Data sets made available for this challenge:
- Behavioral Risk Factor Surveillance System: The Behavioral Risk Factor Surveillance System (BRFSS) is a state-based system of health surveys that collects information on health risk behaviors, preventive health practices, and health care access primarily related to chronic disease and injury.
- National Health Interview Survey - Cancer Control Topical Module: The National Health Interview Survey (NHIS) is an annual national survey of U.S. households conducted by the National Center for Health Statistics to track population determinants of and trends in use of cancer screening tests and participation in cancer prevention behavior.
- Health Information National Trends Survey: The Health Information National Trends Survey (HINTS) collects nationally representative data on U.S. adults’ knowledge about cancer, cancer communication experiences, health information seeking, and cancer-related behaviors.
- National Health and Nutrition Examination Survey: The National Health and Nutrition Examination Survey (NHANES) collects data through interview and physical examination on the health and nutritional status of adults and children in the U.S.
- SEER-Medicare Datasets: The SEER-Medicare datasets link clinical SEER registry data to Medicare claims.
- Surveillance, Epidemiology, and End Results (SEER) Program: The National Cancer Institute’s (NCI) Surveillance, Epidemiology, and End Results (SEER) Program collects cancer incidence and survival data from population-based cancer registries in the U.S.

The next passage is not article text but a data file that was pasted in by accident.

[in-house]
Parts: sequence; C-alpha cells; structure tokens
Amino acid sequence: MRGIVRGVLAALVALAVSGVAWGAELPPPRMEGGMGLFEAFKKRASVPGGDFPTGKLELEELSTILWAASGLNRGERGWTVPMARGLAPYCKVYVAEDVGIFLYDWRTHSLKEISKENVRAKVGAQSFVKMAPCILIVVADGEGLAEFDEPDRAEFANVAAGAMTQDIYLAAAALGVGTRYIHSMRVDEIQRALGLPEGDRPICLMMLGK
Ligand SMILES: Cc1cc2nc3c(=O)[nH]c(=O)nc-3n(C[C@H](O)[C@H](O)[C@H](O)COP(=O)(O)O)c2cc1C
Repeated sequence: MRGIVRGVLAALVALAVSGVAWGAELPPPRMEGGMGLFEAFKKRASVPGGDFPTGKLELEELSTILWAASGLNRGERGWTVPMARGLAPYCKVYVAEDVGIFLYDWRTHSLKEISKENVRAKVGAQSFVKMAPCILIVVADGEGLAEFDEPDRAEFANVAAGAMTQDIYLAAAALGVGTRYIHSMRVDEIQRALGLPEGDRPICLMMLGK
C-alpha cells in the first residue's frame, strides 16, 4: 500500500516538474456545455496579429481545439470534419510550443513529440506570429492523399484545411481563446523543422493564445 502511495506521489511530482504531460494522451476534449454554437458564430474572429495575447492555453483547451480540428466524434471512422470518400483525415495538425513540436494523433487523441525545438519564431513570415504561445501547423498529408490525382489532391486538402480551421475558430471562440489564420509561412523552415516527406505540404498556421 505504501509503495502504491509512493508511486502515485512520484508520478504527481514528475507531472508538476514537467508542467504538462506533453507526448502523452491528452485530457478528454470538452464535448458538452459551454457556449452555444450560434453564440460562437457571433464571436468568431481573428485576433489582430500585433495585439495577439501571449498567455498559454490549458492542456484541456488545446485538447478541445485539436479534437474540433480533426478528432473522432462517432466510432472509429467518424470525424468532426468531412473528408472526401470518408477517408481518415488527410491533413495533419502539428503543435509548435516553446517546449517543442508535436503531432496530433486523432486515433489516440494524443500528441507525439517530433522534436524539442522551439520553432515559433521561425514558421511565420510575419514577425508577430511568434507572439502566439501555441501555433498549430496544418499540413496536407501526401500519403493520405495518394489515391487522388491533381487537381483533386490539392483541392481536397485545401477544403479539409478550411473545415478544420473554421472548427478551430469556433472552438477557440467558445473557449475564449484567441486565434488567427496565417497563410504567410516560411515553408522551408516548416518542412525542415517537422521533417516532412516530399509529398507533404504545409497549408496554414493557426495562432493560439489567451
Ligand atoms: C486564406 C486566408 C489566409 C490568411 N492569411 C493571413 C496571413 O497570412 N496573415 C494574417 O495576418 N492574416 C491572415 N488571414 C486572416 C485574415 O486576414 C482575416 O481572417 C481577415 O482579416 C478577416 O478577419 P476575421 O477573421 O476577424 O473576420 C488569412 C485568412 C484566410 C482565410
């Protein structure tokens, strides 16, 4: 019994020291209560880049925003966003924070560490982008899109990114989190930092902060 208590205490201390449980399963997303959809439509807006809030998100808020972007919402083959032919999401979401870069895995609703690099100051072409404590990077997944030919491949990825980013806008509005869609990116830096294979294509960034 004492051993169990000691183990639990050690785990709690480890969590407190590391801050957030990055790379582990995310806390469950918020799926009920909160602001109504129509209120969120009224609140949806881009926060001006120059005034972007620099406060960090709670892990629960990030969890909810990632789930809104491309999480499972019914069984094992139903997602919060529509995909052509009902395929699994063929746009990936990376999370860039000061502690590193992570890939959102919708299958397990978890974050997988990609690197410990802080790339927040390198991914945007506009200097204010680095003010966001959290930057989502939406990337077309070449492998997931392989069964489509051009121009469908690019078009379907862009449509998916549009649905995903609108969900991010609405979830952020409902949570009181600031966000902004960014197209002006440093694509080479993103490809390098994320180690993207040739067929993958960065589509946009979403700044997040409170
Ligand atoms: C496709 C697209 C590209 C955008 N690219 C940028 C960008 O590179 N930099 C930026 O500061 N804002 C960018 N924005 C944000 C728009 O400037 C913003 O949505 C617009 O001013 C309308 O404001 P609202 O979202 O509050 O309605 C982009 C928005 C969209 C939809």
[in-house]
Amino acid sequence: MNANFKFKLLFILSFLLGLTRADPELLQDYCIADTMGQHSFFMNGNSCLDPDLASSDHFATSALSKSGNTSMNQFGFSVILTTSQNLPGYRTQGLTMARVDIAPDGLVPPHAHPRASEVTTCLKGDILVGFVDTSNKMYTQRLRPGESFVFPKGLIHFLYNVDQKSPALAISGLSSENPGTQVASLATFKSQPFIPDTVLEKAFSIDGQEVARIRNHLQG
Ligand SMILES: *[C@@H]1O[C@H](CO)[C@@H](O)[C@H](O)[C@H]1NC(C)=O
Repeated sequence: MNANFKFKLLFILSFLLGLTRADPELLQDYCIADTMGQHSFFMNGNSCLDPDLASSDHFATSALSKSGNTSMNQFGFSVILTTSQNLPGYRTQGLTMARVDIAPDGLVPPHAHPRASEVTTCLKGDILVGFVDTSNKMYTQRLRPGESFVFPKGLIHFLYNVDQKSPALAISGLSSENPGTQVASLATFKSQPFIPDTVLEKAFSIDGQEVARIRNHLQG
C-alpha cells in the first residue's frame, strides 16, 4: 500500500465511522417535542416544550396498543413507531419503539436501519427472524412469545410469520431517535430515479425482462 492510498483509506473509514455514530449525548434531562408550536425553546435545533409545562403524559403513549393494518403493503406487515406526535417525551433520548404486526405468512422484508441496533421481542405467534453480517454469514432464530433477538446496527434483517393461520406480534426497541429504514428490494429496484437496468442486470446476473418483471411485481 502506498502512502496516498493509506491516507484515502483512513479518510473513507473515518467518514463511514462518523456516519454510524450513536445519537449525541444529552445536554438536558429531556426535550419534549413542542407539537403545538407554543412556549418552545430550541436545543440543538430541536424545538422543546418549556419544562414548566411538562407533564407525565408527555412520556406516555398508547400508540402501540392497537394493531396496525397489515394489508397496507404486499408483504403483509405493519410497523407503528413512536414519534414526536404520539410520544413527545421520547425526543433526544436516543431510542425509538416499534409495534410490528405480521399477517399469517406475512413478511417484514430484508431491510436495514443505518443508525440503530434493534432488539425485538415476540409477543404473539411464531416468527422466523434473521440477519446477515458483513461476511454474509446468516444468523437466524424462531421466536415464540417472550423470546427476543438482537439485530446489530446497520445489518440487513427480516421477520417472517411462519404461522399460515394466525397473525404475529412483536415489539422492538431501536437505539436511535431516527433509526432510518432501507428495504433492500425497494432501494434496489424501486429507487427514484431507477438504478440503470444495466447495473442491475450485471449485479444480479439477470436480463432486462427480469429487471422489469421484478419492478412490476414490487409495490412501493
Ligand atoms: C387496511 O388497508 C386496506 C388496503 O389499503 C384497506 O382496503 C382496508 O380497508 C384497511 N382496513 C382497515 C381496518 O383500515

- Tobacco Use Supplement to the Current Population Survey: The Tobacco Use Supplement to the Current Population Survey (TUS-CPS), sponsored by the NCI, collects national and state level data on tobacco use in the U.S.
Other relevant data resources include the following:
- Breast Cancer Surveillance Consortium: The Breast Cancer Surveillance Consortium provides data relevant to the biology of breast cancer and the delivery and quality of breast cancer screening.
- California Health Interview Survey: The California Health Interview Survey (CHIS) collects population-based, health-related data from households in California.
- Cancer Genetics Network: The Cancer Genetics Network (CGN) provides data on the genetic basis cancer susceptibility in humans
- Cancer Survivor Prevalence Data: Cancer Survivor Prevalence Data draws on Surveillance, Epidemiology, and End Results (SEER) registry data to provide survival prevalence estimates representing five U.S. states (Connecticut, Hawaii, Iowa, New Mexico, and Utah), and four standard metropolitan statistical areas (Atlanta, Detroit, San Francisco-Oakland, and Seattle-Puget Sound).
- Geographic Information System for Breast Cancer Studies on Long Island: The Geographic Information System for Breast Cancer Studies on Long Island (LI GIS) is a unique tool that enables investigators to examine potential relationships between breast cancer risk and environmental exposures.
- HMO Cancer Research Network (CRN): The HMO Cancer Research Network (CRN) provides cancer-relevant, clinical data including data on behavioral risk factors, cancer prevention, early detection, treatment, and long-term care.